Of course now I completely adore Draken. So much for objective distance.
TQ: What sort of research did you do for Exile?
Betsy: Weapons, fighting, and armor research, mostly. I have great resources: a couple of guys who actually fight (hand-t0-hand and sword!) who tells me how it really is. I love to write fight scenes and I’m determined to write them well. Fortunately for me, Draken sucks as a swordsman. He’s more ignorant than I am.
TQ: Who was the easiest character to write and why? The hardest and why?
Betsy: Bruche is Draken’s Greek Chorus and he drives Draken mad, but really (without giving plot away) what’s Draken gonna do about it? They’re stuck with each other. Bruche and I have a lot of fun tormenting Draken when he’s taking himself too seriously.
I find Queen Elena a huge challenge. She is so enigmatic, faultlessly trained to the throne, and controlled. She is also very flawed, innocent, and protected. She puts her trust in people she shouldn’t. I think the duplicity of her personality—innocence and control—is why Draken is attracted to her.
TQ: Without giving anything away, what are your favorite scenes in Exile?
Betsy: I love the first scene where Draken on the ship headed to Akrasia. I wrote it about three years after the book was finished, scrapping the original start. I also love Draken’s conversation/negotiation with Va Khlar. Dialogue is my sweet spot and that scene is when I (and hopefully the reader!) started to realize why people are drawn to Draken.
TQ: What's next?
Betsy: I’m working full time on Emissary, the sequel to Exile, which will be out in 2014. Yes, Draken has to go back to Monoea, where there’s a death sentence on his head. I also have a couple of other projects in the works: a space opera and a futuristic religious thriller. Plus I’m usually noodling with short stories and I’m always reading slush and prepping the next issue of Electric Spec.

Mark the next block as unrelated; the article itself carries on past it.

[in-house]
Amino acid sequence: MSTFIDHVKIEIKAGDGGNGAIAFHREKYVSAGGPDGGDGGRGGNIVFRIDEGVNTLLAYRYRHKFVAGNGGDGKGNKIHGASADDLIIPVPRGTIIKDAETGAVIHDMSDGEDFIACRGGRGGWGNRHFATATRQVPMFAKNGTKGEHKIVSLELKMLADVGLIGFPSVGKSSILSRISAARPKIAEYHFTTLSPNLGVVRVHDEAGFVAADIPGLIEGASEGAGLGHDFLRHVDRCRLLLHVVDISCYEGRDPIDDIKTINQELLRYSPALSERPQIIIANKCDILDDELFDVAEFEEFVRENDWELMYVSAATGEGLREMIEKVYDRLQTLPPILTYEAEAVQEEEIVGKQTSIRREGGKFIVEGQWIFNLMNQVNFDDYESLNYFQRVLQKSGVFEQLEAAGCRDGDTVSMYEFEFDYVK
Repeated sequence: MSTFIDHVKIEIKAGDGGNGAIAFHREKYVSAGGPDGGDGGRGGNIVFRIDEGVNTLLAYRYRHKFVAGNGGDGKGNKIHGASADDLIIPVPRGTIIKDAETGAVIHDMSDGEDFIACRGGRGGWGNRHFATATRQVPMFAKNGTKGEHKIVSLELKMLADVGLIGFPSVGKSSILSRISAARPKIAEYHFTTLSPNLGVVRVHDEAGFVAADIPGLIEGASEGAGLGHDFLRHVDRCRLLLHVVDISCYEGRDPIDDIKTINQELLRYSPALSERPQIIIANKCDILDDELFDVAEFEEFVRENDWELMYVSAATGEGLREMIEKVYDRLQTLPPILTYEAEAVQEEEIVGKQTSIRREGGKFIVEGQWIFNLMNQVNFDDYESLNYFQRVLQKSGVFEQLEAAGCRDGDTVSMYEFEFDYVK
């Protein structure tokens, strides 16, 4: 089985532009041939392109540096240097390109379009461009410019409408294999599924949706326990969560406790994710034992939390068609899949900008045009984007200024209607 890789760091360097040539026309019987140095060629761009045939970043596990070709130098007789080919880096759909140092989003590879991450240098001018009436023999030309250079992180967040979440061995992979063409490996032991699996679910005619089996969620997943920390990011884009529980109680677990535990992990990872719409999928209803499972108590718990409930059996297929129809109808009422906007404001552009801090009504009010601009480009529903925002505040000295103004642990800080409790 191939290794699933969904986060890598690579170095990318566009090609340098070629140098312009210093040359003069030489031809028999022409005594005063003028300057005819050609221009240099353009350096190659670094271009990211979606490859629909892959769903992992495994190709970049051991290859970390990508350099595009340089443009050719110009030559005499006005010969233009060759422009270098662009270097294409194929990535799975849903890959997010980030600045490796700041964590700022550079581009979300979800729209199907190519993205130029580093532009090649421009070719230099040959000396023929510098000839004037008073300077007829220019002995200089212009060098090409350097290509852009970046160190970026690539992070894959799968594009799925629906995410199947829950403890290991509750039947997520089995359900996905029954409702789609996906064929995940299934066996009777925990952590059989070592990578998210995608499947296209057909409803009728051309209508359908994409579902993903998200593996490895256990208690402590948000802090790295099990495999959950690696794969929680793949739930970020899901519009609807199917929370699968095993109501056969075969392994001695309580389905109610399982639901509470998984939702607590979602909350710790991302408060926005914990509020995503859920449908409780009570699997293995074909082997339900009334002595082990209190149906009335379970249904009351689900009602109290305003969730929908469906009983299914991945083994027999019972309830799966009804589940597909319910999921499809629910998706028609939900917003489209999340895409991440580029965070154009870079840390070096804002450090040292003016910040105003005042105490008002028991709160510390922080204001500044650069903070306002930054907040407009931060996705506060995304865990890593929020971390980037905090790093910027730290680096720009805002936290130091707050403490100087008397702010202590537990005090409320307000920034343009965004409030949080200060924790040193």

TQ: Thank you for joining us at The Qwillery.
Betsy: Thank you! It was fun!
Seven Eyes 1
Night Shade Books, February 5, 2013
Hardcover and eBook, 320 pages
Draken vae Khellian, bastard cousin of the Monoean King, had risen far from his ignominious origins, becoming both a Bowrank Commander and a member of the Crown’s Black Guard. But when he is falsely condemned for the grisly murder of his beloved wife, he is banished from the kingdom and cast upon the distant shore of Akrasia, at the arse-end of the world.
Compared to civilized Monoea, Akrasia is a forbidding land of Moonlings, magic, and restless spirits. It is also a realm on the brink of a bloody revolution, as a sinister conspiracy plots against Akrasia’s embattled young queen–and malevolent banes possess the bodies of the living.
Consumed by grief, and branded a murderer, Draken lives only to clear his name and avenge his wife’s murder. But the fates may have bigger plans for him. Alone in a strange land, he soon finds himself sharing the bed of an enigmatic necromancer and a half-breed servant girl, while pressed into the service of a foreign queen whose life and land may well depend on the divided loyalties of an exiled warrior . . .
Exile is the beginning of an ambitious fantasy saga by an acclaimed new author.